Information Governance (InfoGovernance) is the specification of decision rights and an accountability framework to encourage desirable behavior in the valuation, creation, storage, use, archiving and deletion of information. It includes the processes, roles, standards and metrics that ensure the effective and efficient use of information to enable an organization to achieve its goals. Information governance should be an element in planning an enterprise's information architecture.

(Gartner Hype Cycle for Legal and Regulatory Information Governance, 2009, December 2009).

An Engagement Area (EA) is an area where the commander of a military force intends to contain and destroy an enemy force with the massed effects of all available weapons systems.

(FM 1-02, Operational Terms and Graphics, September 2004).

Friday, December 12, 2014

eDiscovery Vendor Viability: Comparisons Beyond Technology and Talent

By Rob Robinson
In an effort to help eDiscovery decision makers evaluate and compare both the immediate and long term success potential of electronic discovery vendors, the following considerations, shared in a formulaic manner to allow for objective comparison of subjective evaluation criteria, are provided for your review.  The author is well aware that there are many considerations required to truly evaluate electronic discovery vendors and the following  considerations represent one view of how one can evaluate/compare vendors beyond just the “feature and function and pricing” of services and products.

Thursday, December 11, 2014

The Impact Of Privacy Liability (Cartoon and Clip)

The Cartoon and Clip of the Week for December 10, 2014

Daily we read, see and hear more and more about the challenges associated with privacy regulation and liability. This week’s cartoon and clip highlights one public example of holiday related privacy violations (cartoon) and provides a link to an article on the increasing involvement of federal regulatory agencies in applying privacy law (clip).


Safe & Sound: A Privacy and Security Blog

Click here to find the latest privacy and security advice for companies from the Safe & Sound Privacy and Security Blog of Quarles and Brady.

Wednesday, December 10, 2014

Got the ECM “Bends”? Head About to Explode?

By John Martin
ECM users sometimes have the Info Gov equivalent of the deep sea diving “bends” that occur when divers ascend too quickly after deep dives and the gas that had been compressed in their bodies decompresses causing painful and sometimes fatal injuries. ECM users sometimes feel like their heads are about to explode after trying to sift through all the irrelevant and redundant documents in their systems. If you or your users are repeatedly experiencing the ECM bends, it’s a sure sign that it’s time to weed out the irrelevant documents and the redundant copies of relevant content that are cluttering you system.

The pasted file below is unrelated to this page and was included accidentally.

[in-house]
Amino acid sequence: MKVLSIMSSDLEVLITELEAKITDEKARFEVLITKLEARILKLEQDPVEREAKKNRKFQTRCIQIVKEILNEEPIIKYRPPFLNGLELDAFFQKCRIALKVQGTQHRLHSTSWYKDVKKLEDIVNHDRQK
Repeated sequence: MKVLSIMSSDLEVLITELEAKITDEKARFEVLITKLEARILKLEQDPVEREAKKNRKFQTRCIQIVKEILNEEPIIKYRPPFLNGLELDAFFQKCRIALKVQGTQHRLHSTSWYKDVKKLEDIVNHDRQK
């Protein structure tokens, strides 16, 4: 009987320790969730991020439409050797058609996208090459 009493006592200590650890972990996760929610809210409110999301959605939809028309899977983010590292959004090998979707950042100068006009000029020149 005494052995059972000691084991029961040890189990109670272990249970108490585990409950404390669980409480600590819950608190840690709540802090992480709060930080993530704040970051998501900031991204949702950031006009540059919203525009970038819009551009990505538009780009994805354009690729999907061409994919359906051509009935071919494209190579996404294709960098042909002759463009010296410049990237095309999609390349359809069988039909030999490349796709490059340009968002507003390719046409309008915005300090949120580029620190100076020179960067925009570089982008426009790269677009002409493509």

Tuesday, December 9, 2014

ILTA 2014 Law Firm Tech Survey – Highlights

By Ron Friedmann
The  ILTA 2014 Law Firm Tech Survey was just released. The International Legal Technology Association each year conducts a comprehensive survey of law firm technology. At 301 pages, the report is packed with information. I summarize here findings on practice support and the business of law that I find interesting; I also offer some comments. This survey is a Herculean effort and we should all applaud ILTA and the many volunteers and participants who make it possible. Social Networking and Collaboration Tools  (p. 61). The results here disappoint but do not surprise. Much of Big Law had great hope for consumer-style social media re-tooled for […]

Monday, December 8, 2014

Measuring Recall in E-Discovery Review, Part Two: No Easy Answers

By John Tredennick
In Part One of this two-part post, I introduced readers to statistical problems inherent in proving the level of recall reached in a Technology Assisted Review (TAR) project. Specifically, I showed that the confidence intervals around an asserted recall percentage could be sufficiently large with typical sample sizes as to undercut the basic assertion used to justify your TAR cutoff.
In this Part Two, I will take a look at some of the other approaches people have put forward and see how they match up. However, as Maura Grossman and Gordon Cormack warned in “Comments on ‘The Implications of Rule 26(g) on the Use of Technology-Assisted Review’” and Bill Dimm amplified in a later post on the subject, there is no free lunch.

No Export License Required for Software as a Service

By Thomas M. DeButts
The US Department of Commerce, Bureau of Industry and Security (BIS) recently released a redacted Advisory Opinion dated November 13, 2014 that confirms for cloud-based software vendors (or Software as a Service providers) that allowing access to export controlled software for use only in the cloud (or on servers) does not constitute an export of that software to the user. This completes the picture of how SaaS providers can legally deliver cloud-based computing and storage services to parties outside the borders of the country where the servers are located without triggering export authorization requirements. […]

Saturday, December 6, 2014

The Continued Decline of the Homepage

By Gerry McGovern
Google is your new homepage. Every page you have is a homepage for someone. We must think beyond the traditional homepage. “The value of the homepage is decreasing,” a leaked New York Times report stated in May 2014. “Only a third of our readers ever visit it. And those who do visit are spending less time: page views and minutes spent per reader dropped by double-digit percentages last year.” “Across The Atlantic sites, the fraction of visits that begin on the homepage is surprisingly small,” Bob Cohn, editor of Atlantic Digital wrote in 2012. “About 13 percent of visits […]